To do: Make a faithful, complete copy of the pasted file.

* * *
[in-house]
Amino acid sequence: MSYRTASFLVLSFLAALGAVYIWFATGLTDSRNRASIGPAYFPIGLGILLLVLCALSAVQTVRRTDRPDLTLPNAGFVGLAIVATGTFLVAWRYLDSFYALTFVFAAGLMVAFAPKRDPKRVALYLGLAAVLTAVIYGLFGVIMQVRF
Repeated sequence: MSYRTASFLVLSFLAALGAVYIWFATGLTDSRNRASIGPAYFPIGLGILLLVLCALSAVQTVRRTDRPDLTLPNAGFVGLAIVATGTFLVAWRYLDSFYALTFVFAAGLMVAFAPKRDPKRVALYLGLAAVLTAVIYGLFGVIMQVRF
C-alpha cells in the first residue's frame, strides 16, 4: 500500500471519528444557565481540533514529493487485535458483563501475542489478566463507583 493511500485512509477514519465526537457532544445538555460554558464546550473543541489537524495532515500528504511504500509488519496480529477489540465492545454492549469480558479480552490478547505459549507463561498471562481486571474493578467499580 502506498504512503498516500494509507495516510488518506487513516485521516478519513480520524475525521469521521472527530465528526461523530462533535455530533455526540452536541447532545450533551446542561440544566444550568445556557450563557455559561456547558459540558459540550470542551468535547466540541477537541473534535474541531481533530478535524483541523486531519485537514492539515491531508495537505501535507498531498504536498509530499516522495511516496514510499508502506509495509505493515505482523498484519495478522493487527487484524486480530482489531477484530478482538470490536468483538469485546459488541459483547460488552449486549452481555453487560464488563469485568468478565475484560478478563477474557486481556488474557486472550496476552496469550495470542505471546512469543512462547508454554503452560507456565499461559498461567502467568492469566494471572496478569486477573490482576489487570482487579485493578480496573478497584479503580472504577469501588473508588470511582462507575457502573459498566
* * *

[in-house]
Amino acid sequence: MSYRTASFLVLSFLAALGAVYIWFATGLTDSRNRASIGPAYFPIGLGILLLVLCALSAVQTVRRTDRPDLTLPNAGFVGLAIVATGTFLVAWRYLDSFYALTFVFAAGLMVAFAPKRDPKRVALYLGLAAVLTAVIYGLFGVIMQVRF
Repeated sequence: MSYRTASFLVLSFLAALGAVYIWFATGLTDSRNRASIGPAYFPIGLGILLLVLCALSAVQTVRRTDRPDLTLPNAGFVGLAIVATGTFLVAWRYLDSFYALTFVFAAGLMVAFAPKRDPKRVALYLGLAAVLTAVIYGLFGVIMQVRF
C-alpha cells in the first residue's frame, strides 16, 4: 500500500471519528444557565481540533514529493487485535458483563501475542489478566463507583 493511500485512509477514519465526537457532544445538555460554558464546550473543541489537524495532515500528504511504500509488519496480529477489540465492545454492549469480558479480552490478547505459549507463561498471562481486571474493578467499580 502506498504512503498516500494509507495516510488518506487513516485521516478519513480520524475525521469521521472527530465528526461523530462533535455530533455526540452536541447532545450533551446542561440544566444550568445556557450563557455559561456547558459540558459540550470542551468535547466540541477537541473534535474541531481533530478535524483541523486531519485537514492539515491531508495537505501535507498531498504536498509530499516522495511516496514510499508502506509495509505493515505482523498484519495478522493487527487484524486480530482489531477484530478482538470490536468483538469485546459488541459483547460488552449486549452481555453487560464488563469485568468478565475484560478478563477474557486481556488474557486472550496476552496469550495470542505471546512469543512462547508454554503452560507456565499461559498461567502467568492469566494471572496478569486477573490482576489487570482487579485493578480496573478497584479503580472504577469501588473508588470511582462507575457502573459498566